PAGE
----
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While the Founders had not the technology to broadcast their discussion, or put it on the Web, they could, and did, have the ability to write about it…and write they did. And, it is by those writings we can gain an appreciation and understanding of the government and country they bequeathed to us. Unfortunately, it is a systemic failure of our times that these writings and arguments are almost entirely ignored throughout the American educational system.

In his 1951 essay introducing the Great Books of the Western World titled The Great Conversation: The Substance of a Liberal Education, Robert Hutchins observed that the …spirit of Western civilization is the spirit of inquiry…[and that]…the exchange of ideas is held to be the path to the realization of the potentialities of the race. It was by a study of the Great Books that one could surely become a knowledgeable and contributing member of civilization. Likewise, it is by a study of the great works of the Founders that one can become a knowledgeable and contributing citizen of the republic.

One of the critical foundational ideas was that the government being instantiated was one of specific enumerated powers…the people and the states were only loaning certain elements of their sovereignty - no more than was specified in the Constitution - and which they had a right to reclaim. The government would not be permitted to exercise any power not specifically authorized, or enumerated, in the Constitution. In fact, Alexander Hamilton, arguably the leading Federalist, stipulated such in Federalist LIV when discussing the issue of a bill of rights:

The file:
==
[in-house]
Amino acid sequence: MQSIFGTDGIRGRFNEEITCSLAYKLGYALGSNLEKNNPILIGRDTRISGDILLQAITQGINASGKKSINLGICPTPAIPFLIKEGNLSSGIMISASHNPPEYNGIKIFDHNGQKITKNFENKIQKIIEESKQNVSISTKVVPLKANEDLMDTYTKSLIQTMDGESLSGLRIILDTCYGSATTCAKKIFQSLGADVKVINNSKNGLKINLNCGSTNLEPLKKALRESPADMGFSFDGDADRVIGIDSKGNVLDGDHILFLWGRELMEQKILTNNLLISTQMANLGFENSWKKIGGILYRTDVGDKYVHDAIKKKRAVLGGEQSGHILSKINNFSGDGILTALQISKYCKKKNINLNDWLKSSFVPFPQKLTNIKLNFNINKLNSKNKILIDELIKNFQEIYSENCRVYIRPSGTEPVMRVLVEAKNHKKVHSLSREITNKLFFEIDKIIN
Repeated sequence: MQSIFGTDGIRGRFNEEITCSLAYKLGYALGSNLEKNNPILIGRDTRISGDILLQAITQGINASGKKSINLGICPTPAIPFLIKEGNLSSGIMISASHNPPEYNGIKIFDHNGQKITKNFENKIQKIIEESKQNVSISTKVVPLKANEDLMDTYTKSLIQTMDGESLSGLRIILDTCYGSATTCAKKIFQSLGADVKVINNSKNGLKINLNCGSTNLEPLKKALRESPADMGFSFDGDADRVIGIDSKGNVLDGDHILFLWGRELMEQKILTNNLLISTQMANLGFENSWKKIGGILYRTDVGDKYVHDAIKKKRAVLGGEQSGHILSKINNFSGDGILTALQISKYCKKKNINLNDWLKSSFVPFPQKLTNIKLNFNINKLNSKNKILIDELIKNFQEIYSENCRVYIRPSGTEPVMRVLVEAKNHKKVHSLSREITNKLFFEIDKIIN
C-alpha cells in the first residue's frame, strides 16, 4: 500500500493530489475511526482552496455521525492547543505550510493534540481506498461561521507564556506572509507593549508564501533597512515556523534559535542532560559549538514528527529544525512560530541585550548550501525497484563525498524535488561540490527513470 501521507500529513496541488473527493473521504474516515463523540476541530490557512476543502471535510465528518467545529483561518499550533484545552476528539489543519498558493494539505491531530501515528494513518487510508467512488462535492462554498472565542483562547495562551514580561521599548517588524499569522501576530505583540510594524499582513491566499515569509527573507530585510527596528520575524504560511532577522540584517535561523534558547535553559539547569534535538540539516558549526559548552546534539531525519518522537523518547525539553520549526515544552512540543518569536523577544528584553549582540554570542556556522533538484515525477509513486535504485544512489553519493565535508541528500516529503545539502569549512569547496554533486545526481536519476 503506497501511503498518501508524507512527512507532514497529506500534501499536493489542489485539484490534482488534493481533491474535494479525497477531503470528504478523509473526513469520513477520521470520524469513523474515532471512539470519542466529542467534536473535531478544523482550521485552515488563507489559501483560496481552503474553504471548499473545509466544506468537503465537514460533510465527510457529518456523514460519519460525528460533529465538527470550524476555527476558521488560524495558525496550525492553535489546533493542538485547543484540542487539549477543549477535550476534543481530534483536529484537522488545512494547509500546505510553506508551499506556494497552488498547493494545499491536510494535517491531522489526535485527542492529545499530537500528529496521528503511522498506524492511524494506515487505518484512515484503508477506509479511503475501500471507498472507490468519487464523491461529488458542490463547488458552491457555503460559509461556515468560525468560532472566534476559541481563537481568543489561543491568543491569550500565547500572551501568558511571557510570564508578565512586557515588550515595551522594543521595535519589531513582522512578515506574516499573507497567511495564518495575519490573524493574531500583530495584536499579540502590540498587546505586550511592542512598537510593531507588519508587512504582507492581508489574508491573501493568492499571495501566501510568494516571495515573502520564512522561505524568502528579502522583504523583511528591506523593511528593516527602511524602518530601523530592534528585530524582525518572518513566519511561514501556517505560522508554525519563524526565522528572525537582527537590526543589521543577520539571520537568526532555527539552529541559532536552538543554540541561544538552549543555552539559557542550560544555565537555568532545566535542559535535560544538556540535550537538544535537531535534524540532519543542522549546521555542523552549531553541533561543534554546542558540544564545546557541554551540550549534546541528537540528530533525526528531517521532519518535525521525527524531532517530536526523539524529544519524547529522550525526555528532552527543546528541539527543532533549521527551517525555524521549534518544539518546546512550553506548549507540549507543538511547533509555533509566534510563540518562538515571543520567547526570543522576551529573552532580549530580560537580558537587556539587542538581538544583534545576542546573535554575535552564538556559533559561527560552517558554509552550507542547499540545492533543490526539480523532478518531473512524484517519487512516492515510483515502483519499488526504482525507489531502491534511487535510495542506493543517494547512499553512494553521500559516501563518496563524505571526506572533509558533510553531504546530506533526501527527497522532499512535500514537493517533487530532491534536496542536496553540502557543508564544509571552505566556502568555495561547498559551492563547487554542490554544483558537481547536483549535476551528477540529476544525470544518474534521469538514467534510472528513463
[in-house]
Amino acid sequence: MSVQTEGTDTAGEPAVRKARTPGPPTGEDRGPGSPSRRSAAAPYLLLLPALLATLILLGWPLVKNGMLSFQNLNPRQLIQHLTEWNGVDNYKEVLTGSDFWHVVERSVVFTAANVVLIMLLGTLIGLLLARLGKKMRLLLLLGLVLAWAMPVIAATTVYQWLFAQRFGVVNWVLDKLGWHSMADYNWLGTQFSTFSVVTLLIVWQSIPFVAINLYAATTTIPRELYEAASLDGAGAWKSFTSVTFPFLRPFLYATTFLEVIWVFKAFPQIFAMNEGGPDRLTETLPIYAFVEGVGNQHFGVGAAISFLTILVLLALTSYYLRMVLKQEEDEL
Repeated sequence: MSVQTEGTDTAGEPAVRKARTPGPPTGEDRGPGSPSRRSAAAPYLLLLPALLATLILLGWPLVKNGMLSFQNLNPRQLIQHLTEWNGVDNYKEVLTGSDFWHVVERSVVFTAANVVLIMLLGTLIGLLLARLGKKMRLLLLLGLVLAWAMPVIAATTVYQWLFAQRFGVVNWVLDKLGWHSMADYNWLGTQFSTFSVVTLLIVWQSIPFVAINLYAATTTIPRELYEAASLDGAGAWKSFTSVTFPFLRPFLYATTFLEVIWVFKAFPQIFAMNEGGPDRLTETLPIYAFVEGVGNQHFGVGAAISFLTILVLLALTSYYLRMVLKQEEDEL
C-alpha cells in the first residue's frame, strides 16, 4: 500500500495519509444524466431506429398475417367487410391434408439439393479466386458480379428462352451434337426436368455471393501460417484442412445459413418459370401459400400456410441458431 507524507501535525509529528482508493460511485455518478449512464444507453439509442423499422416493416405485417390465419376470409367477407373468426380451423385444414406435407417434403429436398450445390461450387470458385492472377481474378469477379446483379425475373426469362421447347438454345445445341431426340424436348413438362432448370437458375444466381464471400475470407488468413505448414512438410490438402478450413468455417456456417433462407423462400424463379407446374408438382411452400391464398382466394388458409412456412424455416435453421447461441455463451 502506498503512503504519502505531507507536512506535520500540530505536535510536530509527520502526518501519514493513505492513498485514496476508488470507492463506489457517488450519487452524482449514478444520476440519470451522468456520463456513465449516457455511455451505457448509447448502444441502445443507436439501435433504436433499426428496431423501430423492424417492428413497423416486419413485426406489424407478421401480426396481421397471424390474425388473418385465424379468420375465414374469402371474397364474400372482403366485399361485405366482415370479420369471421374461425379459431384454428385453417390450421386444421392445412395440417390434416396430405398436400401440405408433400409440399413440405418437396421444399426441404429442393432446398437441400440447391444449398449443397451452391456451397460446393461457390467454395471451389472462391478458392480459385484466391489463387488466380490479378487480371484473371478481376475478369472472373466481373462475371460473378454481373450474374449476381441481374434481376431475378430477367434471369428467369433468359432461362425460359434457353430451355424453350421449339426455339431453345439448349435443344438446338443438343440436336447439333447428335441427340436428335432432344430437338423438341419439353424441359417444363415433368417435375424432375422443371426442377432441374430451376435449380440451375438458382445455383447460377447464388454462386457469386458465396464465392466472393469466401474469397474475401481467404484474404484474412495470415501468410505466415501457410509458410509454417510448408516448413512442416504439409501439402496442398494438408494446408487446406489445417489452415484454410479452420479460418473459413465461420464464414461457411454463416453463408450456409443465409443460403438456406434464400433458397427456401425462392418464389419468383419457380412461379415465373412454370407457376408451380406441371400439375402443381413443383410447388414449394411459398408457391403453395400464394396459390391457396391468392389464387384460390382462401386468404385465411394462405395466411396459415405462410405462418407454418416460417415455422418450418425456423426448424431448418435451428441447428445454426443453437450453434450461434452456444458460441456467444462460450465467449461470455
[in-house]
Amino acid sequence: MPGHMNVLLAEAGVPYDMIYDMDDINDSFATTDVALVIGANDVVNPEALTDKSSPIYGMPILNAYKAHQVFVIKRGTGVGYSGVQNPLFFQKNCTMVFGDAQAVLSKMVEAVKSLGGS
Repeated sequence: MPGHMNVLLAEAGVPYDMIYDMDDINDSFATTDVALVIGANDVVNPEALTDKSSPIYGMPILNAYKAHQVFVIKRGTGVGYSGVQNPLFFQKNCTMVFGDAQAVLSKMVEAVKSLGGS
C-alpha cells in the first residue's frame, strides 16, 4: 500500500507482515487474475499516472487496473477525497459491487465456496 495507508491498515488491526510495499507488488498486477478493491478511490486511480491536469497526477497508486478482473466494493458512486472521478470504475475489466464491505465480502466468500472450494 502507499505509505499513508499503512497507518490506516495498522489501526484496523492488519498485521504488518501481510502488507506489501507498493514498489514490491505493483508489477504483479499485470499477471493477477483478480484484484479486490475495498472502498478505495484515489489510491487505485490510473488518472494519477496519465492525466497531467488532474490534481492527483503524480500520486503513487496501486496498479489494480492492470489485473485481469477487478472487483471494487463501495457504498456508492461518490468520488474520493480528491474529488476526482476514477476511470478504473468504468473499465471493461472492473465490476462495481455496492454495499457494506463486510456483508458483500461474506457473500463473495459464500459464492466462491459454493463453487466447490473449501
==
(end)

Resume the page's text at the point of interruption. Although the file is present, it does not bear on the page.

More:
I go further, and affirm that bills of rights, in the sense and in the extent in which they are contended for, are not only unnecessary in the proposed constitution, but would even be dangerous. They would contain various exceptions to powers which are not granted; and on this very account, would afford a colorable pretext to claim more than were granted. For why declare that things shall not be done which there is no power to do? (Emphasis added)